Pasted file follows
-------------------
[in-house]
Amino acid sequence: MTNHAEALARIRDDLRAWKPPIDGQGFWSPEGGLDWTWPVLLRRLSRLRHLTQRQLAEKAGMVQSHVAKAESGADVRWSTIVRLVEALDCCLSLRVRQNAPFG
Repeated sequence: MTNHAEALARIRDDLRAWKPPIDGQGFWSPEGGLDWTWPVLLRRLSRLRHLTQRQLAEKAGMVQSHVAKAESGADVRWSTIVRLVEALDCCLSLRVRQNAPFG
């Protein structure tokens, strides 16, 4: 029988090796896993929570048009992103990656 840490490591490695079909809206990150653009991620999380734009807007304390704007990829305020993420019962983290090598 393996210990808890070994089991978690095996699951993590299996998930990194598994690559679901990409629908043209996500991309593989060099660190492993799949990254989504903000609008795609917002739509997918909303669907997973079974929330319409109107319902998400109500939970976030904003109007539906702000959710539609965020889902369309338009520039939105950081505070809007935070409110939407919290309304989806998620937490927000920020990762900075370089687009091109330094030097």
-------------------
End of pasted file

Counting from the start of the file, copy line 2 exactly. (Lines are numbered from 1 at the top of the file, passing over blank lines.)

Amino acid sequence: MTNHAEALARIRDDLRAWKPPIDGQGFWSPEGGLDWTWPVLLRRLSRLRHLTQRQLAEKAGMVQSHVAKAESGADVRWSTIVRLVEALDCCLSLRVRQNAPFG